Design.ControlDesigner
    
End Class

You use the ControlDesigner class for extending the design mode behavior of the user controls. In this case, you will display a smart tag for the user control. Add the following member variables and property (Listing 14).

The DateControlDesigner class contains a member variable called lists that contains a list of DesignerActionList objects. The DesignerActionList class provides the base class for types that define a list of items used to create a smart tag panel. This variable will contain a list of items that will eventually appear in the smart tag. You do this by creating an instance of the DateControlActionList class (which I will define next).

Creating the Designer Action List

Define the DateControlActionList class as follows (add the new class definition to UserControl1.vb) (Listing 15).

The DateControlActionList class will create the list of designer action items available in the smart tag.

Create the constructor for the class. The constructor accepts a single argument, which is a reference to the user control:

Public Sub New(ByVal component As _
   IComponent)
    MyBase.New(component)
    Me.myDateControl = component
    
    Me.designerActionSvc = _
       CType(GetService(GetType( _
       DesignerActionUIService)), _
       DesignerActionUIService)
End Sub

Add a function named GetPropertyByName() to retrieve the various properties of the user control (Listing 16).

Next, declare the various action list items in the smart tag as properties (Listing 17).

To display all these properties as items in the smart tag, you will need to add them to the DesignerActionItemCollection object. You accomplish this by using the GetSortedActionItems() function, which you need to override in this class. The GetSortedActionItems() function will populate the smart tag with the list of designer action items and arrange them in the order that you specify within this function (Listing 18).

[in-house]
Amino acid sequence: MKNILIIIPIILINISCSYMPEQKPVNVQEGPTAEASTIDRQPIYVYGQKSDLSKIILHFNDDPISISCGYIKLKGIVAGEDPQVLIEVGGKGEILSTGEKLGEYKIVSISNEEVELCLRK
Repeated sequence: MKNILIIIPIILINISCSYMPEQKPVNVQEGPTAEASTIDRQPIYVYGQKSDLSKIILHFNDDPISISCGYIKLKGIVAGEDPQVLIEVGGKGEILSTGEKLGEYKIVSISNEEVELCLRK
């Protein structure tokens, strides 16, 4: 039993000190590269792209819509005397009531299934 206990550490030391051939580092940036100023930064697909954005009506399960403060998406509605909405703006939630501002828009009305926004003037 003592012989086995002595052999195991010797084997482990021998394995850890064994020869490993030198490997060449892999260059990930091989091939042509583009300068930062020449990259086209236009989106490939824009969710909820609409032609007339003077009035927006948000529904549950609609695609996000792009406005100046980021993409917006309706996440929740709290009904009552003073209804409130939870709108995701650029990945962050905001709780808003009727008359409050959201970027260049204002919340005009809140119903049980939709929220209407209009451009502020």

Note that for the DisplayTodayDate property, setting a value will cause the smart tag to refresh. Specifically you will hide the Date designer action item if the DisplayTodayDate property is set to True and display it when the DisplayTodayDate property is false.

Figure 9 shows the various items in the smart tag and the relationships with their corresponding properties.

Figure 9: The item in the smart tag and its association with the various parameters in the DesignerActionPropertyItem class.

Finally, to associate the user control with the control designer, you need to add the Designer attribute to the DateControl class:

<DefaultEvent("Err"),
  Designer(GetType(
  DateControlDesigner))> _
Public Class DateControl

Viewing the Smart Tag

To view the updated control, you need to rebuild the CustomDateControl project. Right-click the CustomDateControl project in Solution Explorer and select Rebuild. When you now examine the DateControl in Form1 (from the SmartTag project), you can now click the arrow located on the top-right corner to display the smart tag (Figure 10).

Figure 10: The smart tag displaying the properties of the control.

You can now set the various properties of the controls in the smart tag. Observe that if you check the Display today’s date check box, the Set the initial date item will disappear (Figure 11).

Figure 11: Displaying today’s date will hide the “Set the initial date” item.

Summary

In this article you learned about the various classes to define in order to associate a smart tag with a user control. If you are a control developer, it is useful to utilize smart tags to improve the usefulness of your control.